Researchers say they have found MS blood biomarker

February 06, 2017
A study by researchers at Macquarie University, in Sydney, Australia, claims to have found the first blood biomarker for multiple sclerosis. A test using the biomarker is said to be able to discriminate between the three subtypes of the disease with 85-90 percent accuracy and could be available within as little as two years.
 
The international study that discovered the first blood biomarker – a chemical identifier in the blood – for MS took 12 years to discover. It will allow scientists to determine which type of MS a patient has with 85-90 percent accuracy. The new results show that a blood test could greatly simplify and speed up this process.
 
The researchers say that a clinical blood test kit could potentially be available in as little as two years, and the research will also likely provide an entirely new avenue of MS therapeutics with the possibility for the development of a more personalized treatment for those affected.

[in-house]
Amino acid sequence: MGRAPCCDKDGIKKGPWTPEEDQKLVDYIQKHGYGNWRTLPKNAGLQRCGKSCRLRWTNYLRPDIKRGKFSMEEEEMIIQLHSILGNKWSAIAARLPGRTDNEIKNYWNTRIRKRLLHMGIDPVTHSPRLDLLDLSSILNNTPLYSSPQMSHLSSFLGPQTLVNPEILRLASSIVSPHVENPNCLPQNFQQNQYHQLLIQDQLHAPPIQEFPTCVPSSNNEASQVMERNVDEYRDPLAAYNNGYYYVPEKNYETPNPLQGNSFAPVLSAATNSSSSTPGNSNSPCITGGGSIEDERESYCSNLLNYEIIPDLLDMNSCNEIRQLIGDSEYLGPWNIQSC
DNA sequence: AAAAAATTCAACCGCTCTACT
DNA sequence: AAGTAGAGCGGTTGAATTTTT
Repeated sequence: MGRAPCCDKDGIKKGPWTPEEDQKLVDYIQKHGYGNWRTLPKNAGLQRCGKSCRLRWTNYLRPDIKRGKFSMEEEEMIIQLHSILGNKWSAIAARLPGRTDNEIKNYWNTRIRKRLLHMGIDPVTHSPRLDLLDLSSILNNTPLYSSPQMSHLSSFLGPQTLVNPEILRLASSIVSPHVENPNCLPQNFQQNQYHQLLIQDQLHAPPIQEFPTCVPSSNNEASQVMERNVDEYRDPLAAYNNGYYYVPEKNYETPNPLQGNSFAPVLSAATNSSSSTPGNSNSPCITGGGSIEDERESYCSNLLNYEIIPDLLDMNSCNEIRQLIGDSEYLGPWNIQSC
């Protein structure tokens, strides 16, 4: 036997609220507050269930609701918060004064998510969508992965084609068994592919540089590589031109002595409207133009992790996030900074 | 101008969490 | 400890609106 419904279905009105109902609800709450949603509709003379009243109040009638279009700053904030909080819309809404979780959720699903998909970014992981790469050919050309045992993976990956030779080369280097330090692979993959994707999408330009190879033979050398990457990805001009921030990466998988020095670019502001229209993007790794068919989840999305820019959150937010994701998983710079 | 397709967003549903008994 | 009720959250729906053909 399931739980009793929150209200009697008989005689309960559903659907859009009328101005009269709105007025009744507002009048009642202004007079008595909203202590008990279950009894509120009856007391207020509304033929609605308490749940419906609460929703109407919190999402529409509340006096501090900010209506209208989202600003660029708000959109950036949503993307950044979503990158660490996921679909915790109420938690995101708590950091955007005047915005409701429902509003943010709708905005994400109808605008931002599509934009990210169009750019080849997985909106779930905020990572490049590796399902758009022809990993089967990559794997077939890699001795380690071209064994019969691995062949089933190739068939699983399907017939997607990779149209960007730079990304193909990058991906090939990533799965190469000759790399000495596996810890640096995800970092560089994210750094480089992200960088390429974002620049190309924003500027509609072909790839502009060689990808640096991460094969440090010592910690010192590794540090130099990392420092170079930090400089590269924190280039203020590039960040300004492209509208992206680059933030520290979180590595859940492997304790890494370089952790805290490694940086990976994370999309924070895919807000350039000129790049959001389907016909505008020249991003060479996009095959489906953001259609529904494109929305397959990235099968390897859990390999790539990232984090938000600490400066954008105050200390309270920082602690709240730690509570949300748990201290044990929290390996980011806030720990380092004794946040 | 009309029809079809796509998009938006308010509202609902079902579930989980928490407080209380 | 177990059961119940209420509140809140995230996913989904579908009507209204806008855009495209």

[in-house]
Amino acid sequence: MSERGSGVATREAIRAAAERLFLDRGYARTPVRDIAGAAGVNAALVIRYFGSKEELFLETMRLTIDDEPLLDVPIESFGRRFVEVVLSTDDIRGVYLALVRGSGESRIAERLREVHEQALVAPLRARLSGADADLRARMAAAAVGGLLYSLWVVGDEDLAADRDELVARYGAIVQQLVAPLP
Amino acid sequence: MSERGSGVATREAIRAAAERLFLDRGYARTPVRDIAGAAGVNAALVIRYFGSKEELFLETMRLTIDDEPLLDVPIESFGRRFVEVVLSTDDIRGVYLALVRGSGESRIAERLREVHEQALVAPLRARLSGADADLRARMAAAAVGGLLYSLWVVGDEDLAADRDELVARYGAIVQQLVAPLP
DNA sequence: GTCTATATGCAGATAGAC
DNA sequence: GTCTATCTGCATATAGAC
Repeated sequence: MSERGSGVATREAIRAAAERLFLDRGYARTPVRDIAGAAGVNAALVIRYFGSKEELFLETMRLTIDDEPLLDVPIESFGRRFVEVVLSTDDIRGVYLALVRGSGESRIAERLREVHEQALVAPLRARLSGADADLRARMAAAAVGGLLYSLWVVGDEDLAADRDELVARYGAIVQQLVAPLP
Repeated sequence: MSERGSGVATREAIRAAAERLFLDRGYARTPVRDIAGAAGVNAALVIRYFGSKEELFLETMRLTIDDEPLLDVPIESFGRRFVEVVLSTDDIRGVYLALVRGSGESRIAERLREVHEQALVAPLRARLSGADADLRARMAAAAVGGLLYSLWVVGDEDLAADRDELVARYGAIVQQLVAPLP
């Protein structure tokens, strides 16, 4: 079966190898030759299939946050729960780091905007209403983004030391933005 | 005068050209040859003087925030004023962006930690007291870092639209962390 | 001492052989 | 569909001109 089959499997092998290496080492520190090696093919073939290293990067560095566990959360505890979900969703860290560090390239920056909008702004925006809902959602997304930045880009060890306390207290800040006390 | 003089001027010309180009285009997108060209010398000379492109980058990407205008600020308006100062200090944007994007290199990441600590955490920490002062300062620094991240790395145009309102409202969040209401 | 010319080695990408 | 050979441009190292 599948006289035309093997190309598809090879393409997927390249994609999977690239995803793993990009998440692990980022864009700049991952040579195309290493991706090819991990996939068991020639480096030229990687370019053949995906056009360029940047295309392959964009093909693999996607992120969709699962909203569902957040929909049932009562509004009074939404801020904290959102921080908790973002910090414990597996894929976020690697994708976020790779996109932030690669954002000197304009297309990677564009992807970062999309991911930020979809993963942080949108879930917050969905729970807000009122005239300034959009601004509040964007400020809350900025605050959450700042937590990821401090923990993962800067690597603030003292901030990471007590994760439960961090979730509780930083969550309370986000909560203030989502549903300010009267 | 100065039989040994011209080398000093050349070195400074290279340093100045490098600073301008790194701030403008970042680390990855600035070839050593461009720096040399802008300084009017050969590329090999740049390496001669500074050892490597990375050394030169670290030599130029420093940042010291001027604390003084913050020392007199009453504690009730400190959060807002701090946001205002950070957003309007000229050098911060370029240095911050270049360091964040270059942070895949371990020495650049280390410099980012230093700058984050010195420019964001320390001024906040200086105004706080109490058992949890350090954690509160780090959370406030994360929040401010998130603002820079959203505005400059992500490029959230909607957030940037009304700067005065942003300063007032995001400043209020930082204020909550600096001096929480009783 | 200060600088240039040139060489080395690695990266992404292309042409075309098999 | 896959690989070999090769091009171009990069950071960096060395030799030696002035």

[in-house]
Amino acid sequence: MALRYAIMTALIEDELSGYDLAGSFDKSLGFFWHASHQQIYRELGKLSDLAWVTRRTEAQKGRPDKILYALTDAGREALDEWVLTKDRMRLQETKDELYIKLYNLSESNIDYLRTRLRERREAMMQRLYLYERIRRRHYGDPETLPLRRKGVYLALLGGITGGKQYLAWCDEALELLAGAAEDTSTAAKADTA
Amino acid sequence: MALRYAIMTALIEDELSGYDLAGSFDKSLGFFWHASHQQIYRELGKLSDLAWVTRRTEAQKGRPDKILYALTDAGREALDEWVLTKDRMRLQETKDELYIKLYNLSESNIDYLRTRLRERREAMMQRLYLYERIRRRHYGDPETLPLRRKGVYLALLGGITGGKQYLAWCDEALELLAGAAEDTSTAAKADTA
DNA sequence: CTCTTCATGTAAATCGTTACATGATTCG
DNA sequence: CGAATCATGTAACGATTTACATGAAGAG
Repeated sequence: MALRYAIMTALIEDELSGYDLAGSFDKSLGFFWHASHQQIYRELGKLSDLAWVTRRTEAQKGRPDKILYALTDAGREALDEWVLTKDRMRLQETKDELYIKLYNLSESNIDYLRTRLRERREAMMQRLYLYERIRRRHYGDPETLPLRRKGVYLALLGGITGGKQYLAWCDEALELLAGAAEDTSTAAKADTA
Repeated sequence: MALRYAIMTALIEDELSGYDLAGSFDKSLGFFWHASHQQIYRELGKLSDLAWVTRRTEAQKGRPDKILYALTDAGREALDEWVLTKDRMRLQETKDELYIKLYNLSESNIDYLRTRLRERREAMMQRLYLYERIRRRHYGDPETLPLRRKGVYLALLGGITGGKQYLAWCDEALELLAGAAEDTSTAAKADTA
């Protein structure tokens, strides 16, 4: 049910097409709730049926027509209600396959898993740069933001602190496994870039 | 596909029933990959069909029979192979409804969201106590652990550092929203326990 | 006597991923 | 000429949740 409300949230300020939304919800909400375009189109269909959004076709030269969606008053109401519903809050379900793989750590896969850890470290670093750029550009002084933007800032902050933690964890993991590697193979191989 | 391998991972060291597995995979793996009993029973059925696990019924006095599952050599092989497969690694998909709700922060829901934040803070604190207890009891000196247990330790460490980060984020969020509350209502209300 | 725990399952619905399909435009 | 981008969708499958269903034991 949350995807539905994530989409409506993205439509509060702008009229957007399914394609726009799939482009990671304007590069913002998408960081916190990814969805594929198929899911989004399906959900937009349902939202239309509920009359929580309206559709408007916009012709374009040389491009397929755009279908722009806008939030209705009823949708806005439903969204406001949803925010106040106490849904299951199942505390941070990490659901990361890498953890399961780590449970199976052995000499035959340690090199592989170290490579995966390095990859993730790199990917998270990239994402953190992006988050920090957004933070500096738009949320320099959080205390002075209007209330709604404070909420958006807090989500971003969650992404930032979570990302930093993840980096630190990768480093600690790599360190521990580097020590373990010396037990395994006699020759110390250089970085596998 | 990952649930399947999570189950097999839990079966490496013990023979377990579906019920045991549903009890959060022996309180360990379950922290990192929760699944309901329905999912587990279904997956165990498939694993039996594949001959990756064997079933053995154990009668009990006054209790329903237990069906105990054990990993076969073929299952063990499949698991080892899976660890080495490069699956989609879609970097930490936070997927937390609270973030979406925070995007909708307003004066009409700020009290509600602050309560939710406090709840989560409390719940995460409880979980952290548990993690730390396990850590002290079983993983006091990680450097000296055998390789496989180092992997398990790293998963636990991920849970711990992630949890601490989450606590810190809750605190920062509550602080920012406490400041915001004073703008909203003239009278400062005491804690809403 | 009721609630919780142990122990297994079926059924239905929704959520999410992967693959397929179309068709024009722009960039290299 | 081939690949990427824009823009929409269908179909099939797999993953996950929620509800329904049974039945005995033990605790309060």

“This is a significant discovery because it will facilitate the ability to quickly and simply make a prognosis of the three types of MS and will allow clinicians to adapt their treatment for MS patients more accurately and rapidly,” explained Gilles Guillemin, who oversaw the study.
 
“The test itself relies on detecting compounds within a specific biochemical pathway that uses a chemical called tryptophan. Tryptophan is known to be involved in brain inflammation, and so by increasing our understanding of how our cells process tryptophan, we will be better able to identify its involvement in many types of neurodegenerative diseases,” Guillemin said.

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